Taylor Morrison Home
The firm's second-largest holding saw 1.01 million shares sold during the quarter. This reduced the position in the holding by 15.07%. During the quarter, shares traded at an average price of $23.56. The portfolio was impacted by -0.96% and GuruFocus estimates the total gain of the holding at 2.49%.
Taylor Morrison Home is an American residential construction company that builds single-family homes and communities throughout California, Arizona, Texas, Illinois, Colorado, Florida, Georgia and North Carolina. Taylor Morrison also reports via a mortgage operations segment that provides financing services for its homebuyers. It constructs various types of single-family homes, from entry-level to luxury move-up homes, as well as active adult communities.
On Nov. 6, the stock was trading at $24.54 per share with a market cap of $3.19 billion. The Peter Lynch chart suggests the stock has traded close to intrinsic value for the majority of the last eight years.
GuruFocus gives the company a financial strength rating of 4 out of 10 and a profitability rank of 7 out of 10. There are currently two severe warning signs issued for declining gross margin and operating margin percentages. The last two years have seen higher-than-average levels of debt for the company, which has driven down its financial strength rating.
Representing the largest position in the portfolio, the Iamgold position was cut by 4.87 million shares during the third quarter. The sale represented an 11.62% reduction in the holding and shares traded at an average price of $4.33 during the quarter. GuruFocus estimates the total gain on the holding at 8.68%.
Iamgold is a mid-tier mining company with three gold mines on three continents. A solid base of strategic assets in North and South America and West Africa is complemented by development and exploration projects, and continued assessment of accretive acquisition opportunities.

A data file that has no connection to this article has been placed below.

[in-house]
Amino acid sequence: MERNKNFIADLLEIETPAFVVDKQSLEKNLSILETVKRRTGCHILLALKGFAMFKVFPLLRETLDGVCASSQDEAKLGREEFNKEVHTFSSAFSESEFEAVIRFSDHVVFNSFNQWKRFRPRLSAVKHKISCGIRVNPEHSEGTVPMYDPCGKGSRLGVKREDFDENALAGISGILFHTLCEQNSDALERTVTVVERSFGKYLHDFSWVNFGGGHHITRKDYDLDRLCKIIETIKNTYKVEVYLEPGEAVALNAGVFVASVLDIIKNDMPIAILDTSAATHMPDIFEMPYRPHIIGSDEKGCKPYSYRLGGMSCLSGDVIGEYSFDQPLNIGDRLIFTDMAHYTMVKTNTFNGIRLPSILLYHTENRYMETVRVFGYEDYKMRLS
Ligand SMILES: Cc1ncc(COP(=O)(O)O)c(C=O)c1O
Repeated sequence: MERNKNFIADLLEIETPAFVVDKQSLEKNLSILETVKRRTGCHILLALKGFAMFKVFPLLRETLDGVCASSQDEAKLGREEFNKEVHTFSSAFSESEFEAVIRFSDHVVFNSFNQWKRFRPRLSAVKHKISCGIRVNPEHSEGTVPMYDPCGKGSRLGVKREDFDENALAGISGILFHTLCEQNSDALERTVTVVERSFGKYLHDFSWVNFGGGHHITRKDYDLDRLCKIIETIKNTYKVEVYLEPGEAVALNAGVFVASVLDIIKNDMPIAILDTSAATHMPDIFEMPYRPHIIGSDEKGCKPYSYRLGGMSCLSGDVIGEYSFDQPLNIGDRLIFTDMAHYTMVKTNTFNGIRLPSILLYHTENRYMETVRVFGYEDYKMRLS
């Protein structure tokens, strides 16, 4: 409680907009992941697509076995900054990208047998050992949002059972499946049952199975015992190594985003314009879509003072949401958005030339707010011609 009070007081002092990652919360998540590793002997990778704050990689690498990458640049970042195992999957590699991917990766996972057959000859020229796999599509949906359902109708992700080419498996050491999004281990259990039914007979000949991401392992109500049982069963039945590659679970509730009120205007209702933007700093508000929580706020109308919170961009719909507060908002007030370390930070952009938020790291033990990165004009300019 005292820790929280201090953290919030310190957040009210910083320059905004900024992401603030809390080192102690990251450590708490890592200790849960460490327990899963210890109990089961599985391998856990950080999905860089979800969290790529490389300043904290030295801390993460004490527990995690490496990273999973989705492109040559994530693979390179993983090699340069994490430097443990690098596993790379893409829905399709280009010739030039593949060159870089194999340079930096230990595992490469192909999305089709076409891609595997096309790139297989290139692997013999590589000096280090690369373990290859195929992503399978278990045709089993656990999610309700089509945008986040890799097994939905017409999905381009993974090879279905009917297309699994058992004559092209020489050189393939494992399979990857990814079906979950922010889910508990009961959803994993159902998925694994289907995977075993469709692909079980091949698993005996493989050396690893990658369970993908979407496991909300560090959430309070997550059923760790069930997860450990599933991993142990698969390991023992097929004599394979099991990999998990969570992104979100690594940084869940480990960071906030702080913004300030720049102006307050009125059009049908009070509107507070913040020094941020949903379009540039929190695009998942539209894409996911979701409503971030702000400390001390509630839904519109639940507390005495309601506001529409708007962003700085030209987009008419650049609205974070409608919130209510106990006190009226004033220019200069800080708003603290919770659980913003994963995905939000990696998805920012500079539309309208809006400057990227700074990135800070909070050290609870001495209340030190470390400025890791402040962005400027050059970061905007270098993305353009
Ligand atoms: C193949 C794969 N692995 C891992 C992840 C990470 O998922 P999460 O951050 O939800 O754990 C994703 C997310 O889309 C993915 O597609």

The stock traded at $3.84 per share on Nov. 6, with a market cap of $1.81 billion. The Peter Lynch chart shows that the stock was trading well above its intrinsic value in 2018.
GuruFocus gives the stock a financial strength rating of 6 out of 10 and a profitability rank of 4 out of 10. There are currently three severe warning signs issued for declining revenue per share, an Altman Z-Score of 0.96, placing the company in the distress column, and a Beneish M-Score indicating the company might have manipulated financial results. Cash flows have been inconsistent over the last decade, frequently dipping into negative numbers.
Atlas Air Worldwide Holdings
The firm also reduced its holding of Atlas Air Worldwide Holdings by 26.10% with the sale of 409,721 shares. The shares traded at an average price of $54.74 during the quarter and GuruFocus estimates the firm has gained 86.19% during the lifetime of the holding.
Atlas Air Worldwide Holdings, together with its subsidiaries, is a leading global provider of outsourced aircraft and aviation operating services. The company owns a fleet of freighters and passenger aircraft and leases additional aircraft and engines to expand its portfolio. It gives customers access to new production aircraft and offers crew, maintenance and insurance services. In addition, the company operates a charter division to provide air cargo and passenger aircraft charters.
On Nov. 6, the stock was trading at $60.60 per share with a market cap of $1.58 billion. The GF Value Line shows the stock is currently trading at a fair value rating.
GuruFocus gives the company a financial strength rating of 4 out of 10, a profitability rank of 7 out of 10 and a valuation rank of 7 out of 10. There are currently three severe warning signs issued for new long-term debt, declining operating margin percentage and an Altman Z-Score of 0.95, placing the company in the distress column. Debt levels have increased steadily over the last decade.
Disclosure: Author owns no stocks mentioned.